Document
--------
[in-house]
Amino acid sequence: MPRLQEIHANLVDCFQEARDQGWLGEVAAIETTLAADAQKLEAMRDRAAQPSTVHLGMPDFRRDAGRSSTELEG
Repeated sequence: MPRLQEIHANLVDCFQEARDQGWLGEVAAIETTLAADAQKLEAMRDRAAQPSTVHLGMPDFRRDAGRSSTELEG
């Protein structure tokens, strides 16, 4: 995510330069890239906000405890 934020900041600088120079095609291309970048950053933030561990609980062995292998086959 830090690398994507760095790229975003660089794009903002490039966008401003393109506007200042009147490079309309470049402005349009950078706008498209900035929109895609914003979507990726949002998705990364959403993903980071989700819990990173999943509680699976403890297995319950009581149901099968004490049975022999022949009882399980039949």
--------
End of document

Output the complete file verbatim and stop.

[in-house]
Amino acid sequence: MPRLQEIHANLVDCFQEARDQGWLGEVAAIETTLAADAQKLEAMRDRAAQPSTVHLGMPDFRRDAGRSSTELEG
Repeated sequence: MPRLQEIHANLVDCFQEARDQGWLGEVAAIETTLAADAQKLEAMRDRAAQPSTVHLGMPDFRRDAGRSSTELEG
């Protein structure tokens, strides 16, 4: 995510330069890239906000405890 934020900041600088120079095609291309970048950053933030561990609980062995292998086959 830090690398994507760095790229975003660089794009903002490039966008401003393109506007200042009147490079309309470049402005349009950078706008498209900035929109895609914003979507990726949002998705990364959403993903980071989700819990990173999943509680699976403890297995319950009581149901099968004490049975022999022949009882399980039949």